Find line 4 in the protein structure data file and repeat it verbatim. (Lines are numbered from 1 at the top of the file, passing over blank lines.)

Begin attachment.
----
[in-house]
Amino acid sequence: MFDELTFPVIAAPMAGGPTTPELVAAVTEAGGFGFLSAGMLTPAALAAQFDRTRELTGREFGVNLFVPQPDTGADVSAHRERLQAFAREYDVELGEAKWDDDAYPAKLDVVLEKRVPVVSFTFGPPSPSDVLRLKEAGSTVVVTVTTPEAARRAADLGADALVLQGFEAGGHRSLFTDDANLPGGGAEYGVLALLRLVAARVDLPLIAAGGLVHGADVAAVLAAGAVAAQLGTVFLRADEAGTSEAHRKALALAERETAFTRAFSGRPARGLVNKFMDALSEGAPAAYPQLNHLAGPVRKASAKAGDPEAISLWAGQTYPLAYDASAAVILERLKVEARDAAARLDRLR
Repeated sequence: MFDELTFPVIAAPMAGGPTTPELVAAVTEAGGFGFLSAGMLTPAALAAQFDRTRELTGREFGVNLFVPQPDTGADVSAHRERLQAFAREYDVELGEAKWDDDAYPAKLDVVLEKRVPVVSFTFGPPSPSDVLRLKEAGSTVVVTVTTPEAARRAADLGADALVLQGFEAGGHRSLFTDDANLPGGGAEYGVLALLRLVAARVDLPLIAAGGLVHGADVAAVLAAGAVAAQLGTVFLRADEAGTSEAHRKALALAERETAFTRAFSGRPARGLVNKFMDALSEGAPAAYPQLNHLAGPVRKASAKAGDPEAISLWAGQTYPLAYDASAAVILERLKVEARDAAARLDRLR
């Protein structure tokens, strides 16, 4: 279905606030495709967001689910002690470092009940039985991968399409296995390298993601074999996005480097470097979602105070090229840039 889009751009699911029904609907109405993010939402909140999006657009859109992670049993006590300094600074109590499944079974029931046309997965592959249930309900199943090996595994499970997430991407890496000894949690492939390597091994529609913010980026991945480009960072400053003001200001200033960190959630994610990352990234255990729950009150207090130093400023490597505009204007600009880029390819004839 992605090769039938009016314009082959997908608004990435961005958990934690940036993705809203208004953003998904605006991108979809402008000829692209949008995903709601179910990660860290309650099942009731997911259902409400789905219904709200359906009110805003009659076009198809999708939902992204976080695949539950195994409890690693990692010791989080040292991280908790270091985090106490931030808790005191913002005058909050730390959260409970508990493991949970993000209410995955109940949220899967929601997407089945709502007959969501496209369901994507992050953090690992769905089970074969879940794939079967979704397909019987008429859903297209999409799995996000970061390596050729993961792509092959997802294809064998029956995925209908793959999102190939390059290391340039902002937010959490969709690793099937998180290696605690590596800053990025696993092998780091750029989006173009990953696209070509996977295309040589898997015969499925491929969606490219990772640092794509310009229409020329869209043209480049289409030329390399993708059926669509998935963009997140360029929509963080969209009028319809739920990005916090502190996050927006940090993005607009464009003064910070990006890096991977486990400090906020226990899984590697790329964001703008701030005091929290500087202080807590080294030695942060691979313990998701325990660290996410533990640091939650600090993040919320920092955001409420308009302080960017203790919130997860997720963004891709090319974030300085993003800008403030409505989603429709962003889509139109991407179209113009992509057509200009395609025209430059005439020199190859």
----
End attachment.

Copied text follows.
């Protein structure tokens, strides 16, 4: 279905606030495709967001689910002690470092009940039985991968399409296995390298993601074999996005480097470097979602105070090229840039 889009751009699911029904609907109405993010939402909140999006657009859109992670049993006590300094600074109590499944079974029931046309997965592959249930309900199943090996595994499970997430991407890496000894949690492939390597091994529609913010980026991945480009960072400053003001200001200033960190959630994610990352990234255990729950009150207090130093400023490597505009204007600009880029390819004839 992605090769039938009016314009082959997908608004990435961005958990934690940036993705809203208004953003998904605006991108979809402008000829692209949008995903709601179910990660860290309650099942009731997911259902409400789905219904709200359906009110805003009659076009198809999708939902992204976080695949539950195994409890690693990692010791989080040292991280908790270091985090106490931030808790005191913002005058909050730390959260409970508990493991949970993000209410995955109940949220899967929601997407089945709502007959969501496209369901994507992050953090690992769905089970074969879940794939079967979704397909019987008429859903297209999409799995996000970061390596050729993961792509092959997802294809064998029956995925209908793959999102190939390059290391340039902002937010959490969709690793099937998180290696605690590596800053990025696993092998780091750029989006173009990953696209070509996977295309040589898997015969499925491929969606490219990772640092794509310009229409020329869209043209480049289409030329390399993708059926669509998935963009997140360029929509963080969209009028319809739920990005916090502190996050927006940090993005607009464009003064910070990006890096991977486990400090906020226990899984590697790329964001703008701030005091929290500087202080807590080294030695942060691979313990998701325990660290996410533990640091939650600090993040919320920092955001409420308009302080960017203790919130997860997720963004891709090319974030300085993003800008403030409505989603429709962003889509139109991407179209113009992509057509200009395609025209430059005439020199190859």